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What To Do When EOL Device?
Discussing EOL might make IT admins anxious, especially if the company has a limited budget in this regard. In short, EOL can be defined as a notification that gives a signal to the user to change a product or device.
If using the analogy of a food product, EOL can be equated with an expiration date, which is the date stating that a food product has passed its consumption period.
Difference Between EOL, EOS & EOSL
There are many reasons why OEMs claim that a product has entered the EOL period. Some of these reasons include changes in market demand, the discovery of new technology, or indeed the product can no longer accommodate the needs of other devices. So do not be surprised if a device has entered the EOL period, companies are required to update the device.
The reality on the ground is not always the case. Several technologies were created for use during the EOL period itself. Then the question is, why does a company need to know about EOL, EOS, & EOSL? Before getting confused, here are the meanings of each of these terms;
End of Life indicates that a product has ended its useful life, from an OEM point of view. During this time, the OEM will cease all marketing, sales, or support activity for the product.
End of Sale refers to the last date when a product can be ordered. Once this date has passed, the product is officially withdrawn from the market and is no longer available for sale. Usually, shortly after the announcement date of EOS, OEMs will immediately stop supporting all kinds of product-related issues.
End of Service Life means all service & support updates for devices are no longer performed by OEMs. During this time, OEMs will even end their support contracts altogether.
The explanation above also answers the previous question. By knowing the EOL period of a device, it will help companies prepare for device updates. As we know, the process of updating devices in companies is not as easy and fast as for individuals, it requires careful and careful planning. That is the importance of knowing the EOL period of a device for a company.
What are OEM and TPM?
Does anyone know what OEM is? Original Equipment Manufacturers or abbreviated as OEM is a brand of network equipment that is well known to many people, ranging from Cisco, Juniper, Fortinet and others.
For example, when purchasing Cisco equipment from an OEM, it is often the primary party offering service support, known as service maintenance . Actually network maintenance services have other options, not just OEM. There are also maintenance services provided by other companies (other than the principal) that have the ability to maintain the equipment which is commonly called Third Party Maintenance.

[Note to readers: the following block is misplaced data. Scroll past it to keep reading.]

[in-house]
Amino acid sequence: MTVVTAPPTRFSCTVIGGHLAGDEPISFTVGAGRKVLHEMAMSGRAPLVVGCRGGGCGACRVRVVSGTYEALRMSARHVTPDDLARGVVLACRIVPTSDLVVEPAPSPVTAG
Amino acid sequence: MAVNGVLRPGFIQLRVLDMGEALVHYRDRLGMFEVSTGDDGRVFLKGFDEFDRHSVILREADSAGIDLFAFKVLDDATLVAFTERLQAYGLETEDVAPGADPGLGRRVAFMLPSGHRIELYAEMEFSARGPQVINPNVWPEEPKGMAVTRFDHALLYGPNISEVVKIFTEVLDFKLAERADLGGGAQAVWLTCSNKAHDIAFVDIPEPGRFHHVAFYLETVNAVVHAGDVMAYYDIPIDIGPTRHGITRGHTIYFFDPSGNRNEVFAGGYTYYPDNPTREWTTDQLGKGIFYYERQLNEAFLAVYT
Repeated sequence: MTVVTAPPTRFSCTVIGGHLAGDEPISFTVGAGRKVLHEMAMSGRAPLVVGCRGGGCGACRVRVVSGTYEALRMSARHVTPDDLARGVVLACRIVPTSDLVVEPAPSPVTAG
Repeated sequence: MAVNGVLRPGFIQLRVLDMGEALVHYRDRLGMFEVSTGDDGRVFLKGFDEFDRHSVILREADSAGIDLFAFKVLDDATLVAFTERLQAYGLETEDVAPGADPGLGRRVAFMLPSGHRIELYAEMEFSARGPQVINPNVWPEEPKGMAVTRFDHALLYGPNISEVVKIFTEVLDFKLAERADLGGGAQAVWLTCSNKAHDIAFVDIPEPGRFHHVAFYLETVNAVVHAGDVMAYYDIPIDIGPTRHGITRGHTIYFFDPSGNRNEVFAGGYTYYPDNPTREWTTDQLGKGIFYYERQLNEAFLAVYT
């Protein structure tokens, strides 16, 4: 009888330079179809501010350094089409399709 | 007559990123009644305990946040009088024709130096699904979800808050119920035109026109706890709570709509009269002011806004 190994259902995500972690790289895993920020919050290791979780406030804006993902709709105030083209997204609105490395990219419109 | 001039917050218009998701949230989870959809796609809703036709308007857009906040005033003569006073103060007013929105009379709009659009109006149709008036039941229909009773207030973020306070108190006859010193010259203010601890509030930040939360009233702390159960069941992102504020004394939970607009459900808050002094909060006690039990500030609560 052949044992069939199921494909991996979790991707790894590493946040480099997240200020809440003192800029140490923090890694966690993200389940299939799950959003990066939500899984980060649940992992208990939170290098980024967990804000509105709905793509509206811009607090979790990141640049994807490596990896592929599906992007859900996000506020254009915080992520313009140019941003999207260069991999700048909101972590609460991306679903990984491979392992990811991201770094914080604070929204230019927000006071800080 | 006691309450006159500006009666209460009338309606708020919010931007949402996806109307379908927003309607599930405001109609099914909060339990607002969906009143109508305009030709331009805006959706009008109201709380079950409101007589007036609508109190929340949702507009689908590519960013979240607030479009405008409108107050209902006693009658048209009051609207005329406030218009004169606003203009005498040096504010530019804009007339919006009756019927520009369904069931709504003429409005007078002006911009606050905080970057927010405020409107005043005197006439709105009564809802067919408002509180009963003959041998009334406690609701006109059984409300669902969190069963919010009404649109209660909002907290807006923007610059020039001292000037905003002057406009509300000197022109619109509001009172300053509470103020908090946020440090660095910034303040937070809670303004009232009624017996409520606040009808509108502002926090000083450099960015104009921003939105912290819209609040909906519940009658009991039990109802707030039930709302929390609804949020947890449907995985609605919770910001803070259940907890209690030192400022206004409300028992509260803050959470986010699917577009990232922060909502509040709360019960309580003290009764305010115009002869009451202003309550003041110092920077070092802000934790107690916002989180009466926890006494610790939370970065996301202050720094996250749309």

In simple terms, TPM (Third Party Maintenance) is a maintenance service provided by a third party, or indirectly by the principal. An example is NDS. Meanwhile, OEM is a maintenance service provided directly by the principal to maintain your IT equipment. For example: Cisco, Juniper, Ubiquity, Aruba & Fortinet.
Why does a TPM appear when OEM Cisco itself provides maintenance services? The first reason is efficiency, because the cost of maintaining Cisco equipment that is not cheap can eat up to 70 percent of a company’s IT budget. Efficiency is everything in the IT world. From cost to labor to functionality, efficiency is the focus of businesses around the world. As businesses adjust to the digital age, they also expect efficiency to occur among IT professionals, which is one of the reasons – despite the skyrocketing workload of IT professionals – IT department budgets only grew by $ 2,000 in 2016.With
tight budgets, finding new ways to cut costs and increase efficiency is very important. For some businesses, network or device support is one of the best places to start. Many companies are looking for better sources for network and equipment maintenance, so TPM has emerged as an alternative solution. Even so, many companies are still confused about whether to use OEM or TPM support alone to maintain their Cisco networks or devices.
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Advantages and Disadvantages of OEM Support The advantage ofOEM support
Cisco is that they usually provide maintenance services for the first 1-3 years after purchase and provide an option to extend if the period is up.
Because the Cisco OEMs are the ones who develop and manufacture Cisco products themselves, they are often seen as the girlfriend of these devices.